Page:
AD&D’s Magic Items are Fiddly

In going through the descriptions for magic items in Advanced Dungeons & Dragons, I am struck by just how complex and fiddly many of the items are. So many of them have numerous enumerated powers; doing this costs so many charges, doing that costs none or three depending on the circumstances…

Honestly, before I sat down and actually read each and every one (required because I’m restating many of them for the Adventures Dark and Deep™ game), I hadn’t realized just how complex, situationally dependent, and downright fiddly many of them are.

Don’t believe me? Check out the ring of shooting stars, ring of elemental command, crystal ball, trident of fish command, or wand of illumination. All of those were items I had, for some reason, thought were pretty straightforward. In actually reading them, they’re all fiddly. I’m pretty sure that this is not the case in 0E. But now I need to go back and check.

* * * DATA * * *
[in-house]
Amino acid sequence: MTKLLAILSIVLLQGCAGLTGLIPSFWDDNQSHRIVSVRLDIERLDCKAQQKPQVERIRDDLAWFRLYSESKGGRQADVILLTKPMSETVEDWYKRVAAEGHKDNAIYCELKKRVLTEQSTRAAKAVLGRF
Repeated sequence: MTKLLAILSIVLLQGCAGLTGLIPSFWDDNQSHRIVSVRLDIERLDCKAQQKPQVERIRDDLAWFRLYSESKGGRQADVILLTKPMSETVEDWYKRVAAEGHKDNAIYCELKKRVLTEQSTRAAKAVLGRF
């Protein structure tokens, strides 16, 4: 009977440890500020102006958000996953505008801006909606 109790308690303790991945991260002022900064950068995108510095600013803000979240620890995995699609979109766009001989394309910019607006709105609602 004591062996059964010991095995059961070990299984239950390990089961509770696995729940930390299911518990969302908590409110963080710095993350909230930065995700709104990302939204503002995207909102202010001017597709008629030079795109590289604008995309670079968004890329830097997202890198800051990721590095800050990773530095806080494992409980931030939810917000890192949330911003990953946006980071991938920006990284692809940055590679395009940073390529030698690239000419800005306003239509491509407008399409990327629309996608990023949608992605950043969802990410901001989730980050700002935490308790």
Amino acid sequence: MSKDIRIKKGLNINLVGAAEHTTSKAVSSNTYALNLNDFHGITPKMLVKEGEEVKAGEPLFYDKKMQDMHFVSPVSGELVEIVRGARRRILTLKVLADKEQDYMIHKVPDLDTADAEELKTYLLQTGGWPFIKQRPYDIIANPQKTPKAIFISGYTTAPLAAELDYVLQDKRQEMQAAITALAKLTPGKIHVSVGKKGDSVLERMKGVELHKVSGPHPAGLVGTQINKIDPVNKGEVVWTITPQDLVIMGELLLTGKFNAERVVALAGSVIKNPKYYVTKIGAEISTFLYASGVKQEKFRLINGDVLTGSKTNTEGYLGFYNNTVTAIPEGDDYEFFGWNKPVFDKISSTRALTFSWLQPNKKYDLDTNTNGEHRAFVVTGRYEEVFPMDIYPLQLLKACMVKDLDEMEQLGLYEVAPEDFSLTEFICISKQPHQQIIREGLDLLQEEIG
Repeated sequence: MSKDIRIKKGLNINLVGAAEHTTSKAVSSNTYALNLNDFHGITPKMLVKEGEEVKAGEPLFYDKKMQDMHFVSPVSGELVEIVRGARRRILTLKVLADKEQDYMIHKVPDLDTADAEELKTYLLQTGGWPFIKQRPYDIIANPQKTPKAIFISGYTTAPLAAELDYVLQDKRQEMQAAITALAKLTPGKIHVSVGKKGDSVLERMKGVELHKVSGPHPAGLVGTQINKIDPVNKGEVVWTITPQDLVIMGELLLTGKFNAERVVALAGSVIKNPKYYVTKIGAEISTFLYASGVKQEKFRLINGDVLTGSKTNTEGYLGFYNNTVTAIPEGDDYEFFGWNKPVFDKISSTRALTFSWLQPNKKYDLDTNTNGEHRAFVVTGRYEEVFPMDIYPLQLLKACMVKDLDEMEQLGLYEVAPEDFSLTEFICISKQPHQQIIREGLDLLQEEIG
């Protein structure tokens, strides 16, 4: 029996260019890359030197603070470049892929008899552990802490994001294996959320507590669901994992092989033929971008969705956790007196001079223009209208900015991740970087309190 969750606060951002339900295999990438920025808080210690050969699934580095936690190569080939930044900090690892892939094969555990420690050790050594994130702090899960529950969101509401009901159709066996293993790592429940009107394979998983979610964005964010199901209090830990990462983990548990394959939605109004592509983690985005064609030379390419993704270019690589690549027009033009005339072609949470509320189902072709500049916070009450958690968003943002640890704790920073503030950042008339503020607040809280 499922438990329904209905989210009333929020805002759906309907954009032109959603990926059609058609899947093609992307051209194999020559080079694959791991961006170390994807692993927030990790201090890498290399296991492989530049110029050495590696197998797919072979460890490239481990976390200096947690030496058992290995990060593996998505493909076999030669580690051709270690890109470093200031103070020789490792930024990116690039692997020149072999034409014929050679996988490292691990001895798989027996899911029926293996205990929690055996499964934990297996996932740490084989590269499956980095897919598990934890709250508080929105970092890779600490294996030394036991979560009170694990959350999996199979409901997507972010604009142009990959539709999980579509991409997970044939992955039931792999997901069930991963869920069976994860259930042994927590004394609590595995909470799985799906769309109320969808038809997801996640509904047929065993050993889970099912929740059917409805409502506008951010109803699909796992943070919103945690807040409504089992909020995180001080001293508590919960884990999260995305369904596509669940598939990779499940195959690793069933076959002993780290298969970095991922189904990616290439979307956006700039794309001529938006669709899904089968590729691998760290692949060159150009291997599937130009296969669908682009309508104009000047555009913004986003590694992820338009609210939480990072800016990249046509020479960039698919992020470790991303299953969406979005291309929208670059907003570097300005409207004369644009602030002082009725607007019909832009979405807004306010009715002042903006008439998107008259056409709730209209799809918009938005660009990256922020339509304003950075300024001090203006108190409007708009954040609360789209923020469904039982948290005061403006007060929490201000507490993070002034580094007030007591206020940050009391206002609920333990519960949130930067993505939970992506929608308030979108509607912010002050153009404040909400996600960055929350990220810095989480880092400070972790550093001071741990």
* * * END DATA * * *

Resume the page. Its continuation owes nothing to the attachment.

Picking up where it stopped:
Written by 

Wargamer and RPG'er since the 1970's, author of Adventures Dark and Deep, Castle of the Mad Archmage, and other things, and proprietor of the Greyhawk Grognard blog.

1 thought on “AD&D’s Magic Items are Fiddly

  1. Comment:
    Yes some of them are. But i think it would play-better to have a character with 1 or 2 very fiddly but very fun items than 6 or 8 kind of fiddly but usefule ones or a christmas tree of nothing but plusses.

    Barlely connected rant:
    There's nothing more boring than a Sword+2.

    The first sword+1 means you can finally hurt gargoyles and such.

    The final holy avenger+5 or vorpal sword or axe of the dwarvish lords means you've finally made it and are ready to throw down with thor or orcus or whatever.

    I don't see much utility in having anything in-between.

    Which is a sentiment I stole from Jeff:

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